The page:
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Secret saga behind a 9 billion barrel block in Nigeria


After ten years of maneuvering and court cases, Shell ended up by offering to buy Malabu Oil & Gas’ offshore block OPL 245 (see our report in AE1 656). The stakes in the game were indeed high. lying alongside Total’s Akpo block, the acreage could contain up to 9.23 billion barrels. Amid rising calls for local ownership of Nigeria’s oil resources, the transfer of the country’s most promising license to a Western major could prove politically dangerous to the new government of president Goodluck Jonathan.

Malabu under siege

With Agip as its partner, Shell offered S1.3 billion to Malabu Oil & Gas for all of OPL 245 in early July. After fighting the Anglo-Dutch major for years in order to retain control of the concession, Malabu, founded and headed by former oil minister Dan Etete (1995-1998), had little choice but to accept: many other majors had been jockeying for years for a piece of OPL 245, and particularly China National Petroleum Corp, China National Offshore Oil Corp and Taiwan’s China Petroleum Corp, but had backed away because of the fear of legal trouble with Shell.

Debuting on OPL 245 in 2000 as minority partner of Malibu, Shell got the government of Olusegun Obasanjo to evict its Nigerian partner in 2002 and remained the lone operator of the concession for four years. To recover its acreage, Malabu instigated legal action in the United States and Nigeria and finally recovered OPL 245 in 2006. However, Shell never resigned itself to the loss and continued to include OPL 245 among its assets logged in its annual reports, although specifying that its rights were “disputed.” When Shell was OPL 245’s operator, it drilled two wells in 2005, Etam 1 and 2, that identified no less than 1,08 billion barrels of probable reserves (PSO). According to a study carried out in 2007 by the geophysical consultancy Ikon Sciences, the total of probable reserves on OPL 245 could amount to 9 billion barrels.

High Risk Operation for Abuja

Shell and Malabu signed a memorandum of understanding early this summer but Nigeria’s Department of Petroleum Resources hasn’t yet approved the transaction. And for a very good reason: Malabu was awarded its license under an indigenization program and its production sharing contract specified that 40% of the acreage had to be owned by a Nigerian company.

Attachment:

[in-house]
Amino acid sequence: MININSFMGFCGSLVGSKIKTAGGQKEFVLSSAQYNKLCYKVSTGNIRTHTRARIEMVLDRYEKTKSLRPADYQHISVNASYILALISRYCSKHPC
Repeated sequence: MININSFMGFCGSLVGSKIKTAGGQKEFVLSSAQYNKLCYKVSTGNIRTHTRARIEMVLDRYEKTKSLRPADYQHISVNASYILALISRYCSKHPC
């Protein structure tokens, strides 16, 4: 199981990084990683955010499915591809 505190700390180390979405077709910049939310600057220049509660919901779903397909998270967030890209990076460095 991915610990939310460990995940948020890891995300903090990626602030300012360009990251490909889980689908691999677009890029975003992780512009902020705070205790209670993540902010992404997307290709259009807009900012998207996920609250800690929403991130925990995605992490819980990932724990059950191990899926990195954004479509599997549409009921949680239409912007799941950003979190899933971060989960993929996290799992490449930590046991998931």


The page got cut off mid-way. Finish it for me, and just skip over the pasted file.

Transferring the block to Shell would require drafting a new contract. Moreover, state-owned Nigeria National Petroleum Corporation won’t be involved in the operation. As a result, Shell’s acquisition of OPL 245 could appear starkly at odds with calls by the current oil minister, Diezani Alison-Madueke, to nationalize the country’s oil resources.

Legal Compromise

To speed up the Nigerian government’s decision on OPL 245, Shell discreetly laid to rest an arbitration procedure this summer that it had launched against Abuja in 2007 before the International Center for the Settlement of Investment Disputes (1(510), a wing of the World Bank. Shell demanded $500 million in damages and interest. The case, instigated by Ann Pickard, who was vice president for exploration and production for Shell in Africa at the time, deeply strained relations between the Anglo-Dutch giant and the Nigerian government. Shortly after Pickard’s departure (she has headed Shell Australia since 2009), her successor, Ian Craig, decided on switching strategy: arbitration against Nigeria was gradually set aside (the latest report to the arbitration tribunal was sent in May, 2010) and direct bargaining with Malabu began. It was those talks that led to the MOV in July.

Ten years of coverage on OPL 245 can be found on our site in the report “Shell vs Malabu: the OPL 245 Saga”.

RELATED: Allegations surrounding Shell Malabu $1.3 billion Nigerian oil deal

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